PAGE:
by Pastor David Groendyk
When I was in college, the phrase “You foolish Galatian” was one our favorite insults to call one another. As far as insults go, it’s pretty tame. Plus it comes right from Scripture, so it’s biblically-sanctioned (right??). Paul, however, is not playfully joking with the Galatians. He’s warning them of something serious. The letter to the Galatians is, in part, a defense and argument for the gospel Paul preached. The main point of the letter comes in 2:15–21: you can only be saved by having faith in Jesus Christ who was crucified for you; you cannot be saved by doing good works! Chapter 3 is Paul proving that his main point is true.
The Galatians were foolish because they started believing that you only keep your justification and salvation if you do good works (vv. 1–9). These foolish Galatians might say something like, “Maybe right off the bat you need to have faith, but after that it’s all about what you do!” How foolish! Why would God begin your salvation through faith but finish it through your own power? As the saying goes, Jesus + nothing = everything. We can never add anything to the salvation Jesus gives us. Even back in the time of Abraham, way back in Genesis 15, God’s people were justified by believing and trusting God. Though Christ had not yet walked on the earth, even those ancient Old Testament believers were saved by believing the gospel. If that sounds impossible, remember that even back in Genesis 3:15 God had promised that Christ would come to conquer sin and Satan. Faith in Christ has always been the only way for salvation.
Being saved by works and being saved by faith are utterly opposed to each other (vv. 10–14). You can only pick one. You can’t rely a little on faith and a little on good works. You can’t sometimes rely on faith and other times on good works. They’re mutually exclusive. And anyone who relies on their own law-keeping is under a curse and owes God a penalty, because everyone is a sinner, and no one has ever kept the entire law perfectly. But praise God that Christ became a curse for us (v. 13)!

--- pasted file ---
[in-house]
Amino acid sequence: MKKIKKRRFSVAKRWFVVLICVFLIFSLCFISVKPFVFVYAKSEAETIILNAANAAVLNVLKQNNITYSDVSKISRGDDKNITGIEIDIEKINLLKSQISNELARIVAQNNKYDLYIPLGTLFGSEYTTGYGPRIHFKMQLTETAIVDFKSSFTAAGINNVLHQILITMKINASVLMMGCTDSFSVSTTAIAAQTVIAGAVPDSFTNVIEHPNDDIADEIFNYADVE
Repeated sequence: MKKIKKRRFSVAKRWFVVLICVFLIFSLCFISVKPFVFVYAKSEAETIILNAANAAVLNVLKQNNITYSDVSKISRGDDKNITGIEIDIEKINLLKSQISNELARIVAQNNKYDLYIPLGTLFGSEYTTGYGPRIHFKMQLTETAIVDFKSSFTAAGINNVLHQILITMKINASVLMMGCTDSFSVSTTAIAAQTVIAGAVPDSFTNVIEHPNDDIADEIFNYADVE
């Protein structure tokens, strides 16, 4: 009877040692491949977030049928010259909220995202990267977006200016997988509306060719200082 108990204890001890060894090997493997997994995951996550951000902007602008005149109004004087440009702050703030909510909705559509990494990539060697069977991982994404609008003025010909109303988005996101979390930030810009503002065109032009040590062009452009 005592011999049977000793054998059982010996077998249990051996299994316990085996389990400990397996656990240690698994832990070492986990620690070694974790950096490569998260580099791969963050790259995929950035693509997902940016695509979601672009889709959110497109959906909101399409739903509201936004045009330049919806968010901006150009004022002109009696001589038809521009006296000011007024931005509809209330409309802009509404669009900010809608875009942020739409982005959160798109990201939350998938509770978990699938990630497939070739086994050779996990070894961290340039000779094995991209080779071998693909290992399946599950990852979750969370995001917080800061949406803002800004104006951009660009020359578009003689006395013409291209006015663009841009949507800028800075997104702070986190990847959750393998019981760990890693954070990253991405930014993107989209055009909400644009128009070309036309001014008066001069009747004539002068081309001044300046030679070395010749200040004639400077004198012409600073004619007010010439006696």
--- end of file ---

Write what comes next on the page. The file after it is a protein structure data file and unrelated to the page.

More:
Do you see how important verse 13 is to what we believe? You and I deserve to be cursed for any and every sin we commit. That’s why we can never ever rely on our own law-keeping ability. If you choose to rely on your own good works, you have to rely on them fully, and when you really start looking at your own record—no matter how decent you think you might be—it’s full of holes. And if you have ever committed even one sin, you deserve a curse. I’m harping on this point on purpose. We need to see our total hopelessness. Because then we can find a true and firm and lasting hope in Christ! He becomes your curse for you and gives you his life. Punishment turns into reward. Mourning turns into joy. Darkness turns into light. Hopelessness turns into assurance.
So, are there times you find yourself relying on your own law-keeping? Do you ever find yourself thinking what a good person you are? Do you bristle and get defensive if someone calls you a sinner? Beware of boasting. But on the flip side, beware of despair. Do you ever think your sin is too big or too frequent or too disgusting that Christ won’t or can’t or shouldn’t save you? Let me gently admonish you: you’re still thinking you have to be good enough to be saved! Most of us tend to fall off into one of these two ditches at one time or another: boasting or despair. The solution to both is to remember that in Christ alone you find a sure salvation.
Now we haven’t even touched verses 15–29 yet. Pages and pages could be written on them. But here’s the gist. God promised Abraham in a covenant that salvation would come from an offspring—Jesus. Then another covenant came 430 years later where God gave all his laws to Moses on Mount Sinai. But that later covenant doesn’t nullify or change the first covenant. Just because God gave laws to his people through Moses doesn’t mean we’re not saved through faith in that promised offspring. In fact, the law was not ever meant to give life (v. 21)! The law was meant to instruct God’s people while showing them that they were unable to keep it and thus drive them to find salvation in Christ.
The upshot is that God’s promise is sure and certain. God will never change his mind and make you earn your own salvation. He does not ever revoke the salvation found in Christ. May that cause us to go forward in the Christian life confident, assured, and full of peace.